The chickpea (Cicer arietinum), also known as the garbanzo bean, is an annual grain legume crop that ranks among the world's three most important pulses (seed legumes used as food). Interest in chickpea production in the United States as an alternative crop to spring cereals has increased rapidly areas of the Pacific northwestern where rainfall is marginal.
Chickpeas have the potential to give western Nebraska producers the needed flexibility to take advantage of newly emerging market opportunities. Chickpeas are well adapted for this semi-arid climate and additionally fit well with existing equipment, dry bean processors and regional infrastructure.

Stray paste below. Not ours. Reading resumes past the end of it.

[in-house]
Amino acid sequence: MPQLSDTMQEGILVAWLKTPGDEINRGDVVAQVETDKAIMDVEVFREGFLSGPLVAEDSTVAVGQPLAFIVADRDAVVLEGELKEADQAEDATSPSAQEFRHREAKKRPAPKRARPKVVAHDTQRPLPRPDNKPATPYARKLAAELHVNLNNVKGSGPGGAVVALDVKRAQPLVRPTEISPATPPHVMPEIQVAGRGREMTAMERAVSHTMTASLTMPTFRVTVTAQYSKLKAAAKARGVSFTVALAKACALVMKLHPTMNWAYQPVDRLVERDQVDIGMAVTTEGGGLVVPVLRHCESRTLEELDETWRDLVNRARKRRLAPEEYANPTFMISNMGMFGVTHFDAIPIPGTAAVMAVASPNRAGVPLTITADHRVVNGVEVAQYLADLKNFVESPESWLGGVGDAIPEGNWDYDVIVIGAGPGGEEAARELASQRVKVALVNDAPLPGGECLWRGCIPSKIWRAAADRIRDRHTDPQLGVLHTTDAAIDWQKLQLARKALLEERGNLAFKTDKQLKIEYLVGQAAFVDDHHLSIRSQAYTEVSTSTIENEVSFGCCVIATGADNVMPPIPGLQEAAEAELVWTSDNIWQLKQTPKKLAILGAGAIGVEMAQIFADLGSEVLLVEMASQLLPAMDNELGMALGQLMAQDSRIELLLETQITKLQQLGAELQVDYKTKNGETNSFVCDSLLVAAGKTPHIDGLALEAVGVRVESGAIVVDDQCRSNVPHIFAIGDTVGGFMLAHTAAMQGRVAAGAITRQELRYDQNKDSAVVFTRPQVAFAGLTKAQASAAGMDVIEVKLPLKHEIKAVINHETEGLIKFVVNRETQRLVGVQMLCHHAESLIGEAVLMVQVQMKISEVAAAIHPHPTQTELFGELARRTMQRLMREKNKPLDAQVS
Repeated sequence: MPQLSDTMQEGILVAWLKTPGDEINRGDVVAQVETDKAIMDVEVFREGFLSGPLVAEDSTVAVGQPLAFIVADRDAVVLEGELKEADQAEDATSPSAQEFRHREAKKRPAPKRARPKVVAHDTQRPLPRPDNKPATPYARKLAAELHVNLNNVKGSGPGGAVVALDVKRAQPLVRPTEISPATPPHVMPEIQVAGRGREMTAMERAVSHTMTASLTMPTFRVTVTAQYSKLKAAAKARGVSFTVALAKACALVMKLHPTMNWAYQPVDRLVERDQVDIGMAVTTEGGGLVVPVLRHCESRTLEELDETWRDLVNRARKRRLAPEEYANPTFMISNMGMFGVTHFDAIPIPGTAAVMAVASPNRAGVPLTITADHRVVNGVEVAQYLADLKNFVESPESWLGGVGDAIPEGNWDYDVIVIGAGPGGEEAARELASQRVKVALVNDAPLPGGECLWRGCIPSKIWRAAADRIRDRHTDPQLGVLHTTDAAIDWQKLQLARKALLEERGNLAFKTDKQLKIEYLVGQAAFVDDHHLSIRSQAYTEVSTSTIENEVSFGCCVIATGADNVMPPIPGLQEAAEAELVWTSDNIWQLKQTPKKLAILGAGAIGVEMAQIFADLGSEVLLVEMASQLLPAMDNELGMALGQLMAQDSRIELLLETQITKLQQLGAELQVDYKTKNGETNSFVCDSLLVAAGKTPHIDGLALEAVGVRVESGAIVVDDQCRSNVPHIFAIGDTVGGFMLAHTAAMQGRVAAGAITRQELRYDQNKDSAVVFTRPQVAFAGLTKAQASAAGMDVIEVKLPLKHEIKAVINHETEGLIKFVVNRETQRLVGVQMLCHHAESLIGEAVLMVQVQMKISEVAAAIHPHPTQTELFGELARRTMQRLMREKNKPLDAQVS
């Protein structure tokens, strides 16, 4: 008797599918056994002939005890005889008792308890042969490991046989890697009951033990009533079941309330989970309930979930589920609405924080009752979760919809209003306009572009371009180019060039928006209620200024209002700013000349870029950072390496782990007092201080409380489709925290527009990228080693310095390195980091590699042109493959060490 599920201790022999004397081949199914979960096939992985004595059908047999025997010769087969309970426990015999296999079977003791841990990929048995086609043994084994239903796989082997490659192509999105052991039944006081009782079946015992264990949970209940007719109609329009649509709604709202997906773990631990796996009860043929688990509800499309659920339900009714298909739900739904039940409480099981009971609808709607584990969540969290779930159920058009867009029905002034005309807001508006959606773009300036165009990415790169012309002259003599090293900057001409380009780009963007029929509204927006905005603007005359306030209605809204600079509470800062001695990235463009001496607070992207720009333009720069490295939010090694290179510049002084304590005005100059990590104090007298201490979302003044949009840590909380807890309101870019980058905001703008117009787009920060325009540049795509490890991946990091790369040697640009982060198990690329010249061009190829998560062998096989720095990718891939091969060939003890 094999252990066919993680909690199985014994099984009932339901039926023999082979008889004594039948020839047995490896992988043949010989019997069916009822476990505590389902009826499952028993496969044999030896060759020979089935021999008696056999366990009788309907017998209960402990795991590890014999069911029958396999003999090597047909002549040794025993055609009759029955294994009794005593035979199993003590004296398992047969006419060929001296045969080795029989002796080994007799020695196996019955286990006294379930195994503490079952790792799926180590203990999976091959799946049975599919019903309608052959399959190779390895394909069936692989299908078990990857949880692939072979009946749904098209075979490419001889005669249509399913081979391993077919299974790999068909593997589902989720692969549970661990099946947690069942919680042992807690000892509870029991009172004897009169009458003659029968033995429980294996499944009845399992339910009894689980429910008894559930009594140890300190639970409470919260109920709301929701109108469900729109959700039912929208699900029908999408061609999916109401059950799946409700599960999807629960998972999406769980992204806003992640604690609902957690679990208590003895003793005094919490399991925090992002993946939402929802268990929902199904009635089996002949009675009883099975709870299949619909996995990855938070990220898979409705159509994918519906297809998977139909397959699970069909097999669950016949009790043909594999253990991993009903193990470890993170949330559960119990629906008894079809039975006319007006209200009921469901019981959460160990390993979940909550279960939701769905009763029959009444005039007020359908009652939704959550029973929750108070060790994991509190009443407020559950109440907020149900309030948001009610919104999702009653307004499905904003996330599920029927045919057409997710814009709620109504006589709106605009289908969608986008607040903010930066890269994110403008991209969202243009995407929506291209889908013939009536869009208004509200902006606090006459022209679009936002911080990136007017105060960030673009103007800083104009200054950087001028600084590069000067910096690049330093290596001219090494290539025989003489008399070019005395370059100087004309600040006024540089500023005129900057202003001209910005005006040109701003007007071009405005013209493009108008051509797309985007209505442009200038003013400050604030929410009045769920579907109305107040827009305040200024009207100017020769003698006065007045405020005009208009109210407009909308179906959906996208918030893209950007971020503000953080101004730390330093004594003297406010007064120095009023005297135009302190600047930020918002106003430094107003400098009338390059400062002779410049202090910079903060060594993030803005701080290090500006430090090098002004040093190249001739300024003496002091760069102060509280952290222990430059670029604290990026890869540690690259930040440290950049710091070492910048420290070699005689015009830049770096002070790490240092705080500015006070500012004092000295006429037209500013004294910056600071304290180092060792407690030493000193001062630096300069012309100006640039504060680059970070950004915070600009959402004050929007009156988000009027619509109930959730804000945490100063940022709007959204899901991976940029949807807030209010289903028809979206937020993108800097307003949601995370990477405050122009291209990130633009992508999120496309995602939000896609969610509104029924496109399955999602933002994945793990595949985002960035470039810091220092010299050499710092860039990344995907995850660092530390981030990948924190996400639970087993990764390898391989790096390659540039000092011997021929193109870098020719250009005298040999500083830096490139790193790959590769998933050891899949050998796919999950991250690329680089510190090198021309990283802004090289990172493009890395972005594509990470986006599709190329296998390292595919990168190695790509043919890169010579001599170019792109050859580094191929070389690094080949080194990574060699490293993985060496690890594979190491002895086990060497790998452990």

The leading producers currently in the United States are Idaho, Washington, California, and North Dakota. Due to a number of issues including agronomic, processing and marketing constraints, production in the Central High Plains has been sporadic. However, production in Nebraska has increased substantially over the past seven years, (1500 acres in 2000 to almost 10,000 acres in 2006), although less than 300 acres were planted in 2007.
This reduction in acres is almost completely due to the disease Ascochyta blight, which is the most serious disease problem worldwide. Without new cultivars with better tolerance to the disease, production in Nebraska will likely cease. Thus we are currently working with the dry bean breeding program to identify and produce new cultivars adapted for this area with disease tolerance.